I am a high school senior and am interviewing for seminary next year in Israel. During these interviews, some of the questions that the seminaries have asked are of a nature that if I respond truthfully, they may not accept me. For example, “Do I like my high school?” In honesty, I can’t really say that I do, but how will that make me look in the eyes of the seminary? Therefore, I am tempted to lie. By asking such questions, is the seminary transgressing Lifnei Iver (the prohibition of causing another to sin) if I give in to my temptation to lie?
ANSWER: It seems that there are many authorities that clearly rule that there is a prohibition of Lifnei Iver regarding causing another to lie [the Turei Even on Megilah 28a, ‘Umah”, the Tumim in C.M. Siman 32, Rav Meir Auerbach in his Imrei Binah (C.M. Siman 34).]
In this particular case, the issue may be dependent upon how a contradiction in the Gemorah is resolved.
The Gemorah in Nedarim 62b tells us that Rav Ashi owned a forest (Avah) that he sold to a fire temple (where they burn wood for idol worship purposes). When asked about the prohibition of Lifnei Iver, he responded that in the majority of cases, the wood that the fire temple buys is used for ordinary heating and not for idol worship and that he had the right to rely on the majority of cases.
However, there are other passages in the Gemorah that seem to contradict the above and indicate that there is a prohibition of Lifnei Iver whene a strong likelihood of a violation exists even if in the majority of cases a violation would not occur. In Bava Metzia 75b, we see that it is a violation of Lifnei Iver to loan money when there are no witnesses because of the concern that the money will not be paid back. There is also an indication of the same reasoning from Bava Metzia 5b.
Three Approaches to Resolution
- One approach to resolving the contradiction is that whenever there is a greater probability of a violation than a non-violation, then we assume that a violation will occur, and there is Lifnei Iver. This is the approach of the HaGaos Tosfos Anshei Shem in Mishnayos Shivi’is 5:7 and the TaZ in Y.D. 151. The Gemorah in Bava Metzia 75b and 5b above, indicates that in these cases there is a greater probability of a violation than non-violation and that is why they say there is a prohibition of Lifnei Iver (in accordance with the reasoning in Nedarim 62b). The seminary that asks the types of questions that you are referring to may be relying on the fact that although a girl may be tempted to lie by the question asked, in their estimation, most girls would tell the truth.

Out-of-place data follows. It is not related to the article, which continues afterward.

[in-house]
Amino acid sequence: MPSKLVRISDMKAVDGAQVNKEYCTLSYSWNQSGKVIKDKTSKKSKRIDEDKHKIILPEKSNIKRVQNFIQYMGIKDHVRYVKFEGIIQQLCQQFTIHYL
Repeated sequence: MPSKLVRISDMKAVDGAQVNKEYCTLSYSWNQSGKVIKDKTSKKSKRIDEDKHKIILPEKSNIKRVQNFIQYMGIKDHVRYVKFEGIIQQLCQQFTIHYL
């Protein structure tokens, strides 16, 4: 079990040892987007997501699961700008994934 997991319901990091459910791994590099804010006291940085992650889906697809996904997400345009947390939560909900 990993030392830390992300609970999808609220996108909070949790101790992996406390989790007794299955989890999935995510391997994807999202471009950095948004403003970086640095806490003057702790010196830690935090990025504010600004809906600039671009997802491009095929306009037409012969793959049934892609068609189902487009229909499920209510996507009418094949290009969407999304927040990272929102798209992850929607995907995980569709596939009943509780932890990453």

- Another approach is that the cases in the Gemorah in Bava Metzia 75b and 5b above that say there is a prohibition of Lifnei Iver when there is a strong likelihood of a violation (even if there isn’t a greater probability than not of a violation) is a prohibition of a Rabbinic Lifnei Iver (see Tzitz Eliezer Vol. IV 5:3). The seminary that asks the types of questions that you are referring to may be relying on the fact that although a girl may be tempted to lie by the question asked, in their estimation, there would not be a strong likelihood that the girl would lie.
- Rav Dovid Feinstein ZT”L in a conversation with me, explained that if the action being performed will directly lead to a violation on the part of the recipient, and without it, the recipient would not have had the desire to violate Halachah, then it is a violation of Lifnei Iver. According to Rav Dovid’s approach, the seminary should not be asking these types of questions. Regarding how to answer the question, perhaps you can respond with something like, “That is an excellent question, and I try to like wherever I am. Sometimes, however, we can get frustrated with almost anything. I do very much want to grow in my year in seminary and seek to get along with everyone.”
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